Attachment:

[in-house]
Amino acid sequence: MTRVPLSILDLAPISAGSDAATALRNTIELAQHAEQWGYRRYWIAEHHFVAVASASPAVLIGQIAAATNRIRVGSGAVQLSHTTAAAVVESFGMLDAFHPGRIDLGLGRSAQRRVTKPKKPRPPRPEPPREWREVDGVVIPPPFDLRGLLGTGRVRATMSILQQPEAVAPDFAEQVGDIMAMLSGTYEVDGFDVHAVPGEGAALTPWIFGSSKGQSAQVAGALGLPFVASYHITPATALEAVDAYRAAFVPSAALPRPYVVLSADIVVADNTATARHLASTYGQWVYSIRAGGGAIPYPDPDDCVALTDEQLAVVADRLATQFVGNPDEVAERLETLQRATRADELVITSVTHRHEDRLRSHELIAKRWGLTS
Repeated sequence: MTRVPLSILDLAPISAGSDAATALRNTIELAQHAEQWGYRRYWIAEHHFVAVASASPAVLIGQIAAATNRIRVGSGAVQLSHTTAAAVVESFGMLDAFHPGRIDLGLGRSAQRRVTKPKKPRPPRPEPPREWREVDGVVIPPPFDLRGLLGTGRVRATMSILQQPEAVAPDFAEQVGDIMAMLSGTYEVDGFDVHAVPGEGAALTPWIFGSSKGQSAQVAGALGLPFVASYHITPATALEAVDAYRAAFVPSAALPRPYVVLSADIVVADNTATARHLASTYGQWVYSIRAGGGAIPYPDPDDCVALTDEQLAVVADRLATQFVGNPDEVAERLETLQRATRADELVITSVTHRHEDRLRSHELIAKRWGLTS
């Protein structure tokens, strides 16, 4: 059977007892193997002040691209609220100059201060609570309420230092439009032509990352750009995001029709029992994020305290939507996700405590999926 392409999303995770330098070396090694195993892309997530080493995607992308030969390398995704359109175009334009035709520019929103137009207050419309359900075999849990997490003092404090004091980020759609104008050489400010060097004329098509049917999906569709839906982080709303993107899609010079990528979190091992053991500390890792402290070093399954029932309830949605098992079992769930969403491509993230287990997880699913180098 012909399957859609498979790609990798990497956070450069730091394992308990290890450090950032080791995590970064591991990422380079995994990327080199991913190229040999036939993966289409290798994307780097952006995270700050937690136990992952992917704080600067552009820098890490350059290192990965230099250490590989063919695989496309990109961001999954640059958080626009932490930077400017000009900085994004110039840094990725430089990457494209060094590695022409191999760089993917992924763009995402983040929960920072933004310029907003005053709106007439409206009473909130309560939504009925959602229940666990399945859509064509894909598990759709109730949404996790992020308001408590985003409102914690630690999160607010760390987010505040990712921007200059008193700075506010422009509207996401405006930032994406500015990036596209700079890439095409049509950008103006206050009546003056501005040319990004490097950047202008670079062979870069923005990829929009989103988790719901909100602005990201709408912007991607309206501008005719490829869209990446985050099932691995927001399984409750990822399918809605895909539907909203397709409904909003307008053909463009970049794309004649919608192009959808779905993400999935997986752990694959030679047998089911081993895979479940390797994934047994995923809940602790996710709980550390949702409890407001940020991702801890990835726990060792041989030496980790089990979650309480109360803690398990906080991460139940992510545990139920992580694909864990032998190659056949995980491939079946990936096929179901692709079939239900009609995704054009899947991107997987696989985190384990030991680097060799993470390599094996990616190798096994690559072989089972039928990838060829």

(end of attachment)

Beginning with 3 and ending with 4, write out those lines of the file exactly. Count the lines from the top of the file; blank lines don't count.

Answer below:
Repeated sequence: MTRVPLSILDLAPISAGSDAATALRNTIELAQHAEQWGYRRYWIAEHHFVAVASASPAVLIGQIAAATNRIRVGSGAVQLSHTTAAAVVESFGMLDAFHPGRIDLGLGRSAQRRVTKPKKPRPPRPEPPREWREVDGVVIPPPFDLRGLLGTGRVRATMSILQQPEAVAPDFAEQVGDIMAMLSGTYEVDGFDVHAVPGEGAALTPWIFGSSKGQSAQVAGALGLPFVASYHITPATALEAVDAYRAAFVPSAALPRPYVVLSADIVVADNTATARHLASTYGQWVYSIRAGGGAIPYPDPDDCVALTDEQLAVVADRLATQFVGNPDEVAERLETLQRATRADELVITSVTHRHEDRLRSHELIAKRWGLTS
């Protein structure tokens, strides 16, 4: 059977007892193997002040691209609220100059201060609570309420230092439009032509990352750009995001029709029992994020305290939507996700405590999926 392409999303995770330098070396090694195993892309997530080493995607992308030969390398995704359109175009334009035709520019929103137009207050419309359900075999849990997490003092404090004091980020759609104008050489400010060097004329098509049917999906569709839906982080709303993107899609010079990528979190091992053991500390890792402290070093399954029932309830949605098992079992769930969403491509993230287990997880699913180098 012909399957859609498979790609990798990497956070450069730091394992308990290890450090950032080791995590970064591991990422380079995994990327080199991913190229040999036939993966289409290798994307780097952006995270700050937690136990992952992917704080600067552009820098890490350059290192990965230099250490590989063919695989496309990109961001999954640059958080626009932490930077400017000009900085994004110039840094990725430089990457494209060094590695022409191999760089993917992924763009995402983040929960920072933004310029907003005053709106007439409206009473909130309560939504009925959602229940666990399945859509064509894909598990759709109730949404996790992020308001408590985003409102914690630690999160607010760390987010505040990712921007200059008193700075506010422009509207996401405006930032994406500015990036596209700079890439095409049509950008103006206050009546003056501005040319990004490097950047202008670079062979870069923005990829929009989103988790719901909100602005990201709408912007991607309206501008005719490829869209990446985050099932691995927001399984409750990822399918809605895909539907909203397709409904909003307008053909463009970049794309004649919608192009959808779905993400999935997986752990694959030679047998089911081993895979479940390797994934047994995923809940602790996710709980550390949702409890407001940020991702801890990835726990060792041989030496980790089990979650309480109360803690398990906080991460139940992510545990139920992580694909864990032998190659056949995980491939079946990936096929179901692709079939239900009609995704054009899947991107997987696989985190384990030991680097060799993470390599094996990616190798096994690559072989089972039928990838060829």